Is use of the FOI ministerial veto becoming "routine"?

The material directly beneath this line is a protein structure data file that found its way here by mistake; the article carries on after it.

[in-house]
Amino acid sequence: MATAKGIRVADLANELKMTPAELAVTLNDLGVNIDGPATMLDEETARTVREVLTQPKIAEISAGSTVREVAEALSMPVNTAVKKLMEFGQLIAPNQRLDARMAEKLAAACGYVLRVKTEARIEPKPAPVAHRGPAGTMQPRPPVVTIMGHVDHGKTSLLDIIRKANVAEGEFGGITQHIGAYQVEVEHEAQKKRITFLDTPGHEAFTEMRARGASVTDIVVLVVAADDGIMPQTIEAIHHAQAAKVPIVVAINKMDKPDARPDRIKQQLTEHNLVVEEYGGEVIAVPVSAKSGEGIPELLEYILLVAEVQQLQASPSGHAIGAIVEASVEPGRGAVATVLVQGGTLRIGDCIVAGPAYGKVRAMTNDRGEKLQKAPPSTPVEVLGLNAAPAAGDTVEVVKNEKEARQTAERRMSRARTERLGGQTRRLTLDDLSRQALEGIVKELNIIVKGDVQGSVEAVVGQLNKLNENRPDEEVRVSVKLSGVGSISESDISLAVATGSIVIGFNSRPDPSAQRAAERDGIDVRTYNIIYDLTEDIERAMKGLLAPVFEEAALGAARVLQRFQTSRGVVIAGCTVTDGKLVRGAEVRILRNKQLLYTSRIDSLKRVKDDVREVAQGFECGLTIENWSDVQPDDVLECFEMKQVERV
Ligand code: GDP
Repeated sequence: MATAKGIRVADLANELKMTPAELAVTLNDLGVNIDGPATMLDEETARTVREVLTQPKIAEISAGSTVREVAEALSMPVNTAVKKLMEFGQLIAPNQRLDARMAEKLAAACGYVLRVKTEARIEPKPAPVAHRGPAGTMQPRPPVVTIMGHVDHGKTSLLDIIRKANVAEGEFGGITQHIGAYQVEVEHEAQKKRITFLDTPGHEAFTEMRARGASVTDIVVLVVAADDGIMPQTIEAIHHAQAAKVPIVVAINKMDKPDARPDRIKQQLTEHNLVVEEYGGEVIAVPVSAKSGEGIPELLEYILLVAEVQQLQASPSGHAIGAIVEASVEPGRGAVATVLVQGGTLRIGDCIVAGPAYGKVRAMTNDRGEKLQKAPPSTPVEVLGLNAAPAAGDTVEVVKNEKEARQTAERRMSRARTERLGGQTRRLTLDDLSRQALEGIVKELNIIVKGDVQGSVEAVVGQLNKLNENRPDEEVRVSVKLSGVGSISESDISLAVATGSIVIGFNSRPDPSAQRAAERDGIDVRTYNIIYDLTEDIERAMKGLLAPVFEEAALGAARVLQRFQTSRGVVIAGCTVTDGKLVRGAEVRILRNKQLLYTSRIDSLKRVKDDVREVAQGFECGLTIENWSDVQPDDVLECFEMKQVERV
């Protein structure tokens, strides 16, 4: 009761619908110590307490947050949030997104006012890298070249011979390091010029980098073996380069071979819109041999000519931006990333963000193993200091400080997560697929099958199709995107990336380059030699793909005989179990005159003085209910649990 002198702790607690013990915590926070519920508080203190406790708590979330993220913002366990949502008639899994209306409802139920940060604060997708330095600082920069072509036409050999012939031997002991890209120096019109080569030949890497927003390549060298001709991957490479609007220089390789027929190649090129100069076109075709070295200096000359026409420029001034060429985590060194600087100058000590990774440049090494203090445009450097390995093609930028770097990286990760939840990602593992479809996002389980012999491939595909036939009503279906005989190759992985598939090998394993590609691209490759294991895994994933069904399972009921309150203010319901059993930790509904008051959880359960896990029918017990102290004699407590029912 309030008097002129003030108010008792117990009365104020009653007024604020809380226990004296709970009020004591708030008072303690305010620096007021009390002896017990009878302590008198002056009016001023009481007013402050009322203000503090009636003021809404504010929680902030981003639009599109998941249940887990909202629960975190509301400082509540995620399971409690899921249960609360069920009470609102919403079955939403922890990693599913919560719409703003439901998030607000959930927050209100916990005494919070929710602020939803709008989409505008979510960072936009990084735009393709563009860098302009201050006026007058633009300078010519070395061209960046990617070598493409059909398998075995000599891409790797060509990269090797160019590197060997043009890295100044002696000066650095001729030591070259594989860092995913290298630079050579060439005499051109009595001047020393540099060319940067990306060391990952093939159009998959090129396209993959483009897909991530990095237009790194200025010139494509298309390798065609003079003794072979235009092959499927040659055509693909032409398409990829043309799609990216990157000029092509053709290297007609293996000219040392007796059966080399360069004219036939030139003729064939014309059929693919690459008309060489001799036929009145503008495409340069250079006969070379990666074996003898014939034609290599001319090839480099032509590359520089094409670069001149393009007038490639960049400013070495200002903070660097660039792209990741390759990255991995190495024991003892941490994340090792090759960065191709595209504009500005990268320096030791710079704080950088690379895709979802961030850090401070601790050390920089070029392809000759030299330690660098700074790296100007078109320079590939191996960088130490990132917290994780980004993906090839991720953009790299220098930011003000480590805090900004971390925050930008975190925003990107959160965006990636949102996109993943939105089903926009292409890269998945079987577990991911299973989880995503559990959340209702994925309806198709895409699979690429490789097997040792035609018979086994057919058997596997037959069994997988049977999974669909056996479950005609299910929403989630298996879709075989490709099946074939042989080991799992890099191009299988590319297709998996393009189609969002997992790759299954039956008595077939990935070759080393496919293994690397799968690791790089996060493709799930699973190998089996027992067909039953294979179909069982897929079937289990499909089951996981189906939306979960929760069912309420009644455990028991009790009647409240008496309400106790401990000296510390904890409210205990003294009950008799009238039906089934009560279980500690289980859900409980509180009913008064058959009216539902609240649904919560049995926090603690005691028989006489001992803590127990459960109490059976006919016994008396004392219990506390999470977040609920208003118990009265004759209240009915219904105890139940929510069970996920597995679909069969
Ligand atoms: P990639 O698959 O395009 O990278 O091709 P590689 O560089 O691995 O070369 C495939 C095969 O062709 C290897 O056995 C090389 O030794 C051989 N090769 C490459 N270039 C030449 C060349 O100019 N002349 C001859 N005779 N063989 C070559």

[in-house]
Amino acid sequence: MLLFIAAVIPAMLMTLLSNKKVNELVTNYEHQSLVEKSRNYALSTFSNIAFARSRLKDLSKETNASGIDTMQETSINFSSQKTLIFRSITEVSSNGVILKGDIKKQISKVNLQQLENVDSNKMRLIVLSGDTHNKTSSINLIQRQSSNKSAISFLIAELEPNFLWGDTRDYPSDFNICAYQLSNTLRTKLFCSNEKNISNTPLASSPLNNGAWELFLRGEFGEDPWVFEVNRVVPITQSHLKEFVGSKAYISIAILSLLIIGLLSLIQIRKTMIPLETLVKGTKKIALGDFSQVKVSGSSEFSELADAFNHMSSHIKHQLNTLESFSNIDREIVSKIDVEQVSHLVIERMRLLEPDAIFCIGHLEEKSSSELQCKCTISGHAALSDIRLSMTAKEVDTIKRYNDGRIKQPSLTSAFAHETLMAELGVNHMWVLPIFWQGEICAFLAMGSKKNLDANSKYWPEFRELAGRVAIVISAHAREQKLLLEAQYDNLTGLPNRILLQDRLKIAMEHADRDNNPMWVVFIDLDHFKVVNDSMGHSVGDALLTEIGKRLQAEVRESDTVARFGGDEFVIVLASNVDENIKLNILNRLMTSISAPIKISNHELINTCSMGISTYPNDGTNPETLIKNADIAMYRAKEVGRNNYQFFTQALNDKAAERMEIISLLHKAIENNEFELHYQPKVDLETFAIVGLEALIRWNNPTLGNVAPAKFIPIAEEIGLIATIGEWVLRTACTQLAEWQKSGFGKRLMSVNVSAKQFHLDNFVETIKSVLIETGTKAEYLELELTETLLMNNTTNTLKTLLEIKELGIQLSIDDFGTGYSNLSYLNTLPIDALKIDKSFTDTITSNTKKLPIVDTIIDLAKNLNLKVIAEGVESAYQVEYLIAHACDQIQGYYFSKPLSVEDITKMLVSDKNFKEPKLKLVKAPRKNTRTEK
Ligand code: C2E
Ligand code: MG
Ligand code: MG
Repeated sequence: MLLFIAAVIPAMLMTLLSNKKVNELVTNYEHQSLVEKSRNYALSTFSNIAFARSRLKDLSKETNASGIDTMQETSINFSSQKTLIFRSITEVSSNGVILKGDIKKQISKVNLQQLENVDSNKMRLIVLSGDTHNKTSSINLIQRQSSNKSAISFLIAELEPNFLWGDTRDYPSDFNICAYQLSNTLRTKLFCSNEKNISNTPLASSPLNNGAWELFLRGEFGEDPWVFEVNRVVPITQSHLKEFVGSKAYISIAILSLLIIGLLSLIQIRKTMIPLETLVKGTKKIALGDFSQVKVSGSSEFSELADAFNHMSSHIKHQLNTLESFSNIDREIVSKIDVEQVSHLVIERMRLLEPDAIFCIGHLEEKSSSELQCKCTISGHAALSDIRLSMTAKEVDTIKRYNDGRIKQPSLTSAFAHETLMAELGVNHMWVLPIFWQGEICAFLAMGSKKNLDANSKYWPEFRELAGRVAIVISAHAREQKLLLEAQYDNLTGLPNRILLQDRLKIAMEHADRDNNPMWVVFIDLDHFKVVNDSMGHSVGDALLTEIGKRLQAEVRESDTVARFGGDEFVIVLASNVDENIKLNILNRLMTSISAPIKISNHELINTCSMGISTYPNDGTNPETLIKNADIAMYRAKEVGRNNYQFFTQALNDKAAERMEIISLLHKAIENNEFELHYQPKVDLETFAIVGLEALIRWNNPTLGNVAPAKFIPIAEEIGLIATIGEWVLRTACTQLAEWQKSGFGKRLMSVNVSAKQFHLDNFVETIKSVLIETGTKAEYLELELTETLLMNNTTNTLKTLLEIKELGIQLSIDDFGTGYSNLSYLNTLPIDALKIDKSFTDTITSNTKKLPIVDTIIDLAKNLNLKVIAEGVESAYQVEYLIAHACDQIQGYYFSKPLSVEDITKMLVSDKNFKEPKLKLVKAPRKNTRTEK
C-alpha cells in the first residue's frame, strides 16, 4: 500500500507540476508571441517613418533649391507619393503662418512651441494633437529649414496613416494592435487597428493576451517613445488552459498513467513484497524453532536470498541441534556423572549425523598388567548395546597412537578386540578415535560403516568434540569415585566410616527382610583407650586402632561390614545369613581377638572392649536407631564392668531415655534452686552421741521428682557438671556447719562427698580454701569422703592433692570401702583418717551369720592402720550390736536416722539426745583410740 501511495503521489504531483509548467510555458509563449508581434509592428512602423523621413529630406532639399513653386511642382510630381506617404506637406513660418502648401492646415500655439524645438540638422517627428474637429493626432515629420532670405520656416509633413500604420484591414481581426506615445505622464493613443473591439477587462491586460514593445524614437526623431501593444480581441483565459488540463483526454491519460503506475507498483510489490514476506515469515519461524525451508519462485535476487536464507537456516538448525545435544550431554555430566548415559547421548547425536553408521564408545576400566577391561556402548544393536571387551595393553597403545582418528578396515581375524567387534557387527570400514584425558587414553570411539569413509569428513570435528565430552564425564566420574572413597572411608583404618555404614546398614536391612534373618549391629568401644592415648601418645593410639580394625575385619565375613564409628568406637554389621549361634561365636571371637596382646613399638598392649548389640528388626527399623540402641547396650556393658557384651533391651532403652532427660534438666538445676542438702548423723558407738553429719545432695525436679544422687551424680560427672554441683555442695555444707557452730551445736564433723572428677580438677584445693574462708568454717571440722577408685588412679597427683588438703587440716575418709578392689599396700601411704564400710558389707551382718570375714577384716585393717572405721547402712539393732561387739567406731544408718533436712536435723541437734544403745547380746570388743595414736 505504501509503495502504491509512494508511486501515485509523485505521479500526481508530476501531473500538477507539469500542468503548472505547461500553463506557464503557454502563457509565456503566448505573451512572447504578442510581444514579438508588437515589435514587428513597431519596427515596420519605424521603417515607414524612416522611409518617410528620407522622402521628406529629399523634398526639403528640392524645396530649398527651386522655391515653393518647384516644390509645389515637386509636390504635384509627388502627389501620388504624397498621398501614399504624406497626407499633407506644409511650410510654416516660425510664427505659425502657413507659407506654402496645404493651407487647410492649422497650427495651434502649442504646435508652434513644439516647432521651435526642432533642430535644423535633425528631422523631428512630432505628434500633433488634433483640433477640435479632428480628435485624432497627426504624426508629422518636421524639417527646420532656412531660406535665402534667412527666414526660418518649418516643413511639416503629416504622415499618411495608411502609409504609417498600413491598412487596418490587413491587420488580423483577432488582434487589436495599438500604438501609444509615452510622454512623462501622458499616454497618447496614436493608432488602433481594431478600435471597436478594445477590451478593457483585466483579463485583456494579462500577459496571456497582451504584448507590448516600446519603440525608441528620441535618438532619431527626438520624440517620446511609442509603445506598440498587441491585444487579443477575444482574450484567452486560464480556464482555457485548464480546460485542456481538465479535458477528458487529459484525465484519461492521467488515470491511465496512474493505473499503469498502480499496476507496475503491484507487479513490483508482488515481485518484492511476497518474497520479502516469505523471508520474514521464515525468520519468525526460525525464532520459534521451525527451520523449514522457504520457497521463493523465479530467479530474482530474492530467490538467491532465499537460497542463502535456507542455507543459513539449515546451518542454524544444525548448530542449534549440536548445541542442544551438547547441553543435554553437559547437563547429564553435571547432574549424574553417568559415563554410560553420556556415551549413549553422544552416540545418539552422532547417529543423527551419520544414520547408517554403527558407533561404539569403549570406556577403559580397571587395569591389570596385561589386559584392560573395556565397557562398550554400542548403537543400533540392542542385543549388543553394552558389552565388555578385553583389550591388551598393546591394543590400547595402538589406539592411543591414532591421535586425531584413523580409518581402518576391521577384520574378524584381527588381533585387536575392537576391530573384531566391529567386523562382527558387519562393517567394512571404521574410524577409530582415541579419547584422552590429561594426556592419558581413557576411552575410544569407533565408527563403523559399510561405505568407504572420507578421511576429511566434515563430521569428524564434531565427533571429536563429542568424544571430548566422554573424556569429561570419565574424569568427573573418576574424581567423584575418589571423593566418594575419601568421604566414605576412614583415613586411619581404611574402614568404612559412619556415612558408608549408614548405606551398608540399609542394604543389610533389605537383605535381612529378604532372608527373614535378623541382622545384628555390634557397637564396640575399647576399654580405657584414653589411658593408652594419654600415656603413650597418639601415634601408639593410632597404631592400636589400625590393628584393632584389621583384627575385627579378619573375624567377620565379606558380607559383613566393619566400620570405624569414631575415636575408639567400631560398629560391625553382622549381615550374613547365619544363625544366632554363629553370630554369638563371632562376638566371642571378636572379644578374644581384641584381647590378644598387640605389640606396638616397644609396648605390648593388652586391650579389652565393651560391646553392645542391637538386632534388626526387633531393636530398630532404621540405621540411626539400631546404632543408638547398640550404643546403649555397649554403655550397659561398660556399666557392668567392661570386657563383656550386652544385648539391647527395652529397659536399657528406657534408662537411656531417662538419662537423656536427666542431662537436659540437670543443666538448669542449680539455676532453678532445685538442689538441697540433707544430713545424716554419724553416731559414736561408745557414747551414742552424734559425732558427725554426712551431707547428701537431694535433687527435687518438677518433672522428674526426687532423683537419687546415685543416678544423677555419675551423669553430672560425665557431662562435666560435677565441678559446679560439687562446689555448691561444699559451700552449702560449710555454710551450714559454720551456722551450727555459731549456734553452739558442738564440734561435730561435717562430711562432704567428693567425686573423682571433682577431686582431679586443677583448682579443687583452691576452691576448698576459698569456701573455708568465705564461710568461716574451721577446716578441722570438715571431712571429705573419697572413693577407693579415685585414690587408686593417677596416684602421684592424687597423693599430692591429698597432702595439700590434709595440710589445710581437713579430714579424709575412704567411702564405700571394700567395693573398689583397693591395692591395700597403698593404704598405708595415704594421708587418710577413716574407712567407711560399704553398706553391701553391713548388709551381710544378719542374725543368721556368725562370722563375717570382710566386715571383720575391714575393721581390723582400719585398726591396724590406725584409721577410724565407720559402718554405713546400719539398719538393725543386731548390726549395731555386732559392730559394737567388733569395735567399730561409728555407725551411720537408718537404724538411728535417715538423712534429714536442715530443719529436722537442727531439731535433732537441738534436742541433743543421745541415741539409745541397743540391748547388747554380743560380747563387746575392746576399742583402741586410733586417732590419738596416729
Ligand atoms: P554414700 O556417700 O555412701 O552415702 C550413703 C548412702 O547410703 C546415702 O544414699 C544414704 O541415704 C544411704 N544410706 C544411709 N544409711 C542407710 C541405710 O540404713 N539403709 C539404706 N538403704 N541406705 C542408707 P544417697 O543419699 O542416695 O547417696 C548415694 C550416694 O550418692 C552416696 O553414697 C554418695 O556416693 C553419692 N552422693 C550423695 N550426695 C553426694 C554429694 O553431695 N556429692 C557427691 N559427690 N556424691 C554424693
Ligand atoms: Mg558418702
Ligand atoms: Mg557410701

We reported in this blog earlier this year on the decision of Andrew Lansley, the (then) Health Secretary, to exercise the ministerial veto to prevent disclosure of a NHS reform transition risk register, which disclosure had been ordered by the First-tier Tribunal.  At the time we described the ministerial veto (under s.53 of the Freedom of Information Act "FOIA") as "rarely-used"; however, it is no longer clear that such an epithet is entirely accurate, with the Information Commissioner suggesting this week that use of the veto is becoming "routine", at least in certain circumstances.  On 31 July 2012, the Attorney General, Dominic Grieve, exercised the ministerial veto to override the Information Commissioner's decision (FS50417514) to order the disclosure of the minutes of the meetings of the Cabinet on 13 and 17 March 2003 concerning the military invasion of Iraq.  The Commissioner had first ordered the disclosure of these minutes on 19 February 2008, a decision which was upheld by the Information Tribunal by a majority of 2:1.  However, on 23 February 2009, the (then) Secretary of State for Justice, Jack Straw, exercised the ministerial veto for the first time.  The original requester remade his request in 2011, and it was again refused by the Cabinet Office, leading the Information Commissioner to decide that there was no reason for him to depart from his original decision that the public interest in disclosure of the minutes outweighed the public interest in maintaining the section 35 FOIA exemption for ministerial communications.  Rather than appeal the decision to the Information Tribunal, the Attorney-General exercised the ministerial veto primarily in light of the public interest in maintaining collective cabinet responsibility and protecting the safe space for free and frank deliberation within Cabinet.  As set out in his statement of reasons: "The importance attaching to these public interest considerations is particularly great when the Cabinet is discussing matters of high controversy.  Those are precisely the occasions where the benefits that stem from Cabinet confidentiality can be most valuable." However, in his Report to Parliament on the use of the veto published this week, the Commissioner rightly notes that it is precisely the cases of "high controversy" that give rise to a strong public interest in favour of disclosure.  Indeed, given the accepted strong public interest in favour of maintaining Cabinet confidentiality, the situation would appear to be something of a Catch-22: the Commissioner can only order disclosure where the public interest in the relevant matter is high, but it is precisely those matters in which it appears that the ministerial veto is now being deployed. In his report, and accompanying blog, the Commissioner questions the appropriateness of such "routine" use of the veto in respect of orders for the disclosure of Cabinet Office minutes, particularly given the considerable public expense occasioned by the Commissioner's investigations and Tribunal appeals.  A means of avoiding such costs would be to make the section 35 exemption absolute, a suggestion made by the Commissioner in his submission to the Justice Committee's Inquiry into the operation of FOIA (which we also reported in this blog); however, this suggestion was not taken up.  The Attorney General in part responds to the suggestion that use of the veto is becoming "routine" by noting that the Government did publish Cabinet minutes in 2010, although those minutes related to meetings that took place in 1986, and which were only six years from automatic disclosure in any event.  It should also be noted that the veto had only been used twice in the first seven years' operation of the Act, but has already been exercised three times in the first seven months of this year.  It remains to be seen whether this is indicative of trend of simply an aberration.

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